Click here to start completing your application.

More information about the Certified PRO Network is available here.

Congratulations to the over 3,000 members who are further differentiating themselves professionally and taking networking and collaboration to a new level!

Risk management in translation: knowledge base for translators, translation companies, and others in the language industry 2

Every business type is exposed to risks influenced by numerous factors and the translation and interpretation business is no exception. Regardless of the type of activity involved, everyone either offering language services or looking for language service providers is exposed so several types of risks that should be acknowledged if a reliable and successful service provider-outsourcer relationship is desired.

With this in mind, has been creating content and developing new tools with the purpose of helping translators, translation companies, and others in the language industry to learn about the different risks involved in doing business online and how to prevent them.

One of these resources, and probably the most widely used by service providers when assessing risks, is the Blue Board. The Blue Board record is the complete, searchable database of records made up of feedback entries posted by language service providers in connection with outsourcers they have worked with. For service providers, the Blue Board record has proved to be a great tool for assessing the reliability of specific outsourcers before accepting a job offer from them. For outsourcers, being listed in the Blue Board record with a good number of positive entries from service providers represents a great marketing tool. Outsourcers with a good Blue Board record report a higher degree of trust and shortened project launch cycles among those service providers who reference the Blue Board. More information about using the Blue Board record is available here.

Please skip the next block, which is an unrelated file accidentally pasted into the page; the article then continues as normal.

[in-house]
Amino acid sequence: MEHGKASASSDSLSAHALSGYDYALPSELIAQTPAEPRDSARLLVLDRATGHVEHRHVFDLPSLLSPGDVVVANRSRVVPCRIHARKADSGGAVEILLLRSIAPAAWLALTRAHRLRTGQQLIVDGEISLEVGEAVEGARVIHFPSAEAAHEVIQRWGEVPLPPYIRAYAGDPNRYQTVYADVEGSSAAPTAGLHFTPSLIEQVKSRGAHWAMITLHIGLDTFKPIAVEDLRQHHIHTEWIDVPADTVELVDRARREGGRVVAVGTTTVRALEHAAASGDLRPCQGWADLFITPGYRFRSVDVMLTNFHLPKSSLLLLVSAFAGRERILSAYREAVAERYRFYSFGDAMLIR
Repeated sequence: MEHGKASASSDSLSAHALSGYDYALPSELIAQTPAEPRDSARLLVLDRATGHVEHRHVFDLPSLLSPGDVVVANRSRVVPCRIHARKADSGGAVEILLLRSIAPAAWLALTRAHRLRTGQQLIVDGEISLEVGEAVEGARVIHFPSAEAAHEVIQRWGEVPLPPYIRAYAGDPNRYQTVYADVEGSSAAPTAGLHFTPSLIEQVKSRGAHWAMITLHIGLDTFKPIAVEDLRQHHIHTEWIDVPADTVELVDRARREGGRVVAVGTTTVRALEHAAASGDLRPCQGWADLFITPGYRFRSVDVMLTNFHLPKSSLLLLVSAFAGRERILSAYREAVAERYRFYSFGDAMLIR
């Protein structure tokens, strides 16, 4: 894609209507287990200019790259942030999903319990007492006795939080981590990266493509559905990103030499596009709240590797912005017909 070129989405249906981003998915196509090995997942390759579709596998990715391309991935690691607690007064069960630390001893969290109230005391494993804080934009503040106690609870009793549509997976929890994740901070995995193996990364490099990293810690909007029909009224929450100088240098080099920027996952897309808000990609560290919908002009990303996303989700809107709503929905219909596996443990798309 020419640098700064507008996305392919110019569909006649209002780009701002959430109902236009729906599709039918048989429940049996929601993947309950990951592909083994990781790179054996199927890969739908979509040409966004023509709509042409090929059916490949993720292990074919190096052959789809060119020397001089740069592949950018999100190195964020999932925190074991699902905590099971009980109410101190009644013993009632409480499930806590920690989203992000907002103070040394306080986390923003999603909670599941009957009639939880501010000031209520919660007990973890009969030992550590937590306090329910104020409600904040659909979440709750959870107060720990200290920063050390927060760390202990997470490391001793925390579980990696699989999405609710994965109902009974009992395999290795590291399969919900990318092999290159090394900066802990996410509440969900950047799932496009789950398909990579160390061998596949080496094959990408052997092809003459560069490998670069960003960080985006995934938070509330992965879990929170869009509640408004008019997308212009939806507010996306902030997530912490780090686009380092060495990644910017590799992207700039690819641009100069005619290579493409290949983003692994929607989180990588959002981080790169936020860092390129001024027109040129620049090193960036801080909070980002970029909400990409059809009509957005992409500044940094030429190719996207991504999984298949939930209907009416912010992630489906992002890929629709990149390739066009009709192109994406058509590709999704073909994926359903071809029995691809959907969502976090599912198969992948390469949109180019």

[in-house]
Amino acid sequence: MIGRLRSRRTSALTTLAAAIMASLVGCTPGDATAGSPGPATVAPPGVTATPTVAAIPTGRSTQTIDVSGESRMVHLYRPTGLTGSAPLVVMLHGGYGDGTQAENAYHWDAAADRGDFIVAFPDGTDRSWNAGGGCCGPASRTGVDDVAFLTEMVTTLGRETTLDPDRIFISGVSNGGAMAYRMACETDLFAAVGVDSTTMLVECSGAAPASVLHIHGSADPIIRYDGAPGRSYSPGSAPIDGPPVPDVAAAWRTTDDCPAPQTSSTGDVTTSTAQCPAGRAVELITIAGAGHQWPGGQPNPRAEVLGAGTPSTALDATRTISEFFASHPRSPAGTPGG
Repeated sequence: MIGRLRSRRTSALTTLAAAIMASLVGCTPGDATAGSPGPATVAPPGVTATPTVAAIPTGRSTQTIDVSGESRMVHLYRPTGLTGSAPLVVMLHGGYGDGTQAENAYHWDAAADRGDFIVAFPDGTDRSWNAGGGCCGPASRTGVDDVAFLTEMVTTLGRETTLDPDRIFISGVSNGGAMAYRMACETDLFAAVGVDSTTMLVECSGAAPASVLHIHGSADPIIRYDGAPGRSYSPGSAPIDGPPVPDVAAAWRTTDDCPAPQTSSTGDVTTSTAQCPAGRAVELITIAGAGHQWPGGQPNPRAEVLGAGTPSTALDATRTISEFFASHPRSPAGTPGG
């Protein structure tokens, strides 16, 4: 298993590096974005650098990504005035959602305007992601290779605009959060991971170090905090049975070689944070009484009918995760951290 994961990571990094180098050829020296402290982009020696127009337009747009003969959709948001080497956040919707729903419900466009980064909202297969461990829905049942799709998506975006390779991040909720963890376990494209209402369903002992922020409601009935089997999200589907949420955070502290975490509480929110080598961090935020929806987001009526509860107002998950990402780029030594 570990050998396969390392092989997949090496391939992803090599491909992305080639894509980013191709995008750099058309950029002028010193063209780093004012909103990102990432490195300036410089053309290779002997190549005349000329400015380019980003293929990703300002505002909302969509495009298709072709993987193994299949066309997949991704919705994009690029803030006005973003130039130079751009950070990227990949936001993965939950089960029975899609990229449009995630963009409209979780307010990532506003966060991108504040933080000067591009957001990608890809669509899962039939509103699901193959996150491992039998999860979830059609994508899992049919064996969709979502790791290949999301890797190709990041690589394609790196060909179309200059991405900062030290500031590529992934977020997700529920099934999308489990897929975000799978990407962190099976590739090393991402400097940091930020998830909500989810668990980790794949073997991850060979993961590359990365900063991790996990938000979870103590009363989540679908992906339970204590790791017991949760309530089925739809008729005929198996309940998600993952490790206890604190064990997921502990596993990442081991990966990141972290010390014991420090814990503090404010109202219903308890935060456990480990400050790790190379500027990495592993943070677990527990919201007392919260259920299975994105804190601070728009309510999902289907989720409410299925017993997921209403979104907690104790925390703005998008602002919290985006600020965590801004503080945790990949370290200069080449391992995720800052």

Another great source of information in connection with business risks in translation is the Wiki. The translation industry wiki is an ever-evolving collection of articles about relevant, industry related topics, written and updated regularly by translators themselves. In this wiki, there are several articles on risk management, addressed both to language professionals and to outsourcers. Risk management-related wiki articles include the following:

For more information about the industry wiki, visit this page.

A recently released scam alert center is another potentially valuable resource for those seeking to manage risk when it comes to false job offers and other scams. The Translator scam alert center is an area used to provide organized, concise information regarding false job offers or requests and other scams which may be aimed at or are affecting language professionals and outsourcers. Information provided in the center is based in part on reports made by members through the online support system and in the Scams forum, and members have the option of subscribing to receive useful news and alerts of new scams as they are detected. The scam alert center is available here.

Finally, also offers its members a free webinar on “Risk management for translators and interpreters” on a monthly basis. This training session enumerates and explains risk management procedures that translators and interpreters should follow as part of their everyday professional activities. The schedule for these webinars is available here.